In his book The Radical and the Republican: Frederick Douglass, Abraham Lincoln, and the Triumph of Antislavery Politics, Oakes examines the relationship between Lincoln and the black abolitionist Douglass, as well as the evolution of their political and anti-slavery outlooks. The author describes how Lincoln went from being a moderate who had no strong feelings about abolishing slavery in the South to the president who oversaw slavery's downfall there. Conversely, Oakes describes Douglass as an extreme radical who eventually recognized the need for compromise. In addition, the author delves into the personal and moral aspects of each man that led to their opposition to slavery. Much of the book, according to a reviewer writing in Publishers Weekly, reveals Lincoln through the eyes of Douglass.

Calling The Radical and the Republican "a sharp analysis," a Kirkus Reviews contributor went on to write that Oakes provides a "demonstration of the interplay between the agendas of passionate, single-minded reformers who prepare the public for change, and the talented politicians who master the art of the possible." Other reviewers also praised the book. A Publishers Weekly contributor commented that the author "vividly conveys both the immense distance America traveled to arrive at a more enlightened place and the fraught politics" that led to slavery's abolishment. Referring to the story of slavery in the United States, and perhaps the two most prominent men who fought to end it, James M. McPherson wrote in the New York Review of Books: "No one has told this dramatic story better than James Oakes."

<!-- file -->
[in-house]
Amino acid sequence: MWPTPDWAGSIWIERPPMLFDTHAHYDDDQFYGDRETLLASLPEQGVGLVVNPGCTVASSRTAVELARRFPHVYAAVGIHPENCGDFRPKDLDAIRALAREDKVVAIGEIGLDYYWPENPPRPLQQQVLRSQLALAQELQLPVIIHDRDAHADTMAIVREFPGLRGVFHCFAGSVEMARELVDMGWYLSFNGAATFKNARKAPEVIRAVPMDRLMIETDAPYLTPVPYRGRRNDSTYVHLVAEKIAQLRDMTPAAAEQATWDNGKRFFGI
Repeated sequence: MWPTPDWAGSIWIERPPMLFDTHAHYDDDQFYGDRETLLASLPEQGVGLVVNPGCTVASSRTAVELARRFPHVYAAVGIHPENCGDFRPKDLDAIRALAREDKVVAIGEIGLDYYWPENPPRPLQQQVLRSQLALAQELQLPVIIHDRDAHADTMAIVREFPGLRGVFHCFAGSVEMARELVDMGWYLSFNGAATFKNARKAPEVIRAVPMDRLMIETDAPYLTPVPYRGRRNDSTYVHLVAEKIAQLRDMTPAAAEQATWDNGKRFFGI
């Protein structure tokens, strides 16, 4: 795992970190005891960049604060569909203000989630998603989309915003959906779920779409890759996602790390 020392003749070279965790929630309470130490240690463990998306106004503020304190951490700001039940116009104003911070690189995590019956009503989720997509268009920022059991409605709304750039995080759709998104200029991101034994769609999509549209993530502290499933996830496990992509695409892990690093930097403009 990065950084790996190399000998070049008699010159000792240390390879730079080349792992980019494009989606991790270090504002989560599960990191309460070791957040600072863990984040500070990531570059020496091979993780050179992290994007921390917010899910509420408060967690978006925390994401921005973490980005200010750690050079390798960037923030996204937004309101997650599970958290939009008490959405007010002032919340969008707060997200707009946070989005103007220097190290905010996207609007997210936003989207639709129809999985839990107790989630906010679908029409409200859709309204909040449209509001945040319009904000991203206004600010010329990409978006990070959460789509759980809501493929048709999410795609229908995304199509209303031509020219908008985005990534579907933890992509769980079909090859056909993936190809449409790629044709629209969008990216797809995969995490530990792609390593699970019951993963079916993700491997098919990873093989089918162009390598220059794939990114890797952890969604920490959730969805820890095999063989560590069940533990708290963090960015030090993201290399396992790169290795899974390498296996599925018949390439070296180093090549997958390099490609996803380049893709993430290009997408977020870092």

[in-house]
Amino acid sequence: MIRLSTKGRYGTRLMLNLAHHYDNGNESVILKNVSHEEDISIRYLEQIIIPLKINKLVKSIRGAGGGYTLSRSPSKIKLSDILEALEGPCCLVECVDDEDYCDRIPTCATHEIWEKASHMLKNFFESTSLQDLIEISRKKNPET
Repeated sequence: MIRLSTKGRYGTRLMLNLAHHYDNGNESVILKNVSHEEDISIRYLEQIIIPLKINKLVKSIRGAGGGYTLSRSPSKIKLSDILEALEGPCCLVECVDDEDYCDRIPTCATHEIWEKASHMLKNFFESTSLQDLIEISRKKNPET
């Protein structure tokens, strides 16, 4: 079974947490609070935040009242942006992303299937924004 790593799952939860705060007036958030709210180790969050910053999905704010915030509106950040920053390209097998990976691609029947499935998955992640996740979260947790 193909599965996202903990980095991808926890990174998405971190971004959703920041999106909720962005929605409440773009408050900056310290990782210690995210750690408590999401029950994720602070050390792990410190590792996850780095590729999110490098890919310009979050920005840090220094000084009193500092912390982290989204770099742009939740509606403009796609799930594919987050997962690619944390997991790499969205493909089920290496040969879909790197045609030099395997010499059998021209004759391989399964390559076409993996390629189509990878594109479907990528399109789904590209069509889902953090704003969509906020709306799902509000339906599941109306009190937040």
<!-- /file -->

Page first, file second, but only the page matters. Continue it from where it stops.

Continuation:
BIOGRAPHICAL AND CRITICAL SOURCES:

PERIODICALS

Boston Globe, February 4, 2007, David Waldstreicher, review of The Radical and the Republican: Frederick Douglass, Abraham Lincoln, and the Triumph of Antislavery Politics.

Kirkus Reviews, October 1, 2006, review of The Radical and the Republican, p. 1002.

Library Journal, November 1, 2006, Emily-Jane Dawson, review of The Radical and the Republican, p. 87.

Los Angeles Times, June 4, 1982, Charles Champlin, review of The Ruling Race: A History of American Slaveholders.

New York Review of Books, March 29, 2007, James M. McPherson, review of The Radical and the Republican.

Publishers Weekly, January 19, 1990, Genevieve Stuttaford, review of Slavery and Freedom: An Interpretation of the Old South, p. 88; November 13, 2006, review of The Radical and the Republican, p. 47.

ONLINE

City University of New York Ph.D. Program in History Web site,http://web.gc.cuny.edu/History/ (June 6, 2007), faculty profile of author.

PBS.org,http://www.pbs.org/ (April 6, 2007), Tavis Smiley, interview with author.